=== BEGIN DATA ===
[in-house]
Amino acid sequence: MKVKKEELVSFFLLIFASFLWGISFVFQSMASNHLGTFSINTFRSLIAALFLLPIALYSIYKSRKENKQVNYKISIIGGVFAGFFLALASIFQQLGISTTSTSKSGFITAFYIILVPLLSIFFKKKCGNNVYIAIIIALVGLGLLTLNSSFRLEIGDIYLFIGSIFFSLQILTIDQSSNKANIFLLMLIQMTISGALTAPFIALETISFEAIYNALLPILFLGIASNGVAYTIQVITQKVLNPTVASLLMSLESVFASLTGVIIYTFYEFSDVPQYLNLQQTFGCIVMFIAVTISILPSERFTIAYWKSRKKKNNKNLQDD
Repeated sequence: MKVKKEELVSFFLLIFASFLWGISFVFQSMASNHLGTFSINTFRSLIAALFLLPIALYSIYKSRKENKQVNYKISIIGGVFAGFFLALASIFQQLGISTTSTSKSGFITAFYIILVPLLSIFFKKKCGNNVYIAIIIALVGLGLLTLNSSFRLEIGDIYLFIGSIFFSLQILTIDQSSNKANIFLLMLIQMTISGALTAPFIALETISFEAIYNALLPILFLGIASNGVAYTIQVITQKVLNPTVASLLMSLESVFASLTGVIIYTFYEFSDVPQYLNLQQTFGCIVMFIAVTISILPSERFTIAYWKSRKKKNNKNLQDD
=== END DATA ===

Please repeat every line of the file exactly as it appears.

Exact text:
[in-house]
Amino acid sequence: MKVKKEELVSFFLLIFASFLWGISFVFQSMASNHLGTFSINTFRSLIAALFLLPIALYSIYKSRKENKQVNYKISIIGGVFAGFFLALASIFQQLGISTTSTSKSGFITAFYIILVPLLSIFFKKKCGNNVYIAIIIALVGLGLLTLNSSFRLEIGDIYLFIGSIFFSLQILTIDQSSNKANIFLLMLIQMTISGALTAPFIALETISFEAIYNALLPILFLGIASNGVAYTIQVITQKVLNPTVASLLMSLESVFASLTGVIIYTFYEFSDVPQYLNLQQTFGCIVMFIAVTISILPSERFTIAYWKSRKKKNNKNLQDD
Repeated sequence: MKVKKEELVSFFLLIFASFLWGISFVFQSMASNHLGTFSINTFRSLIAALFLLPIALYSIYKSRKENKQVNYKISIIGGVFAGFFLALASIFQQLGISTTSTSKSGFITAFYIILVPLLSIFFKKKCGNNVYIAIIIALVGLGLLTLNSSFRLEIGDIYLFIGSIFFSLQILTIDQSSNKANIFLLMLIQMTISGALTAPFIALETISFEAIYNALLPILFLGIASNGVAYTIQVITQKVLNPTVASLLMSLESVFASLTGVIIYTFYEFSDVPQYLNLQQTFGCIVMFIAVTISILPSERFTIAYWKSRKKKNNKNLQDD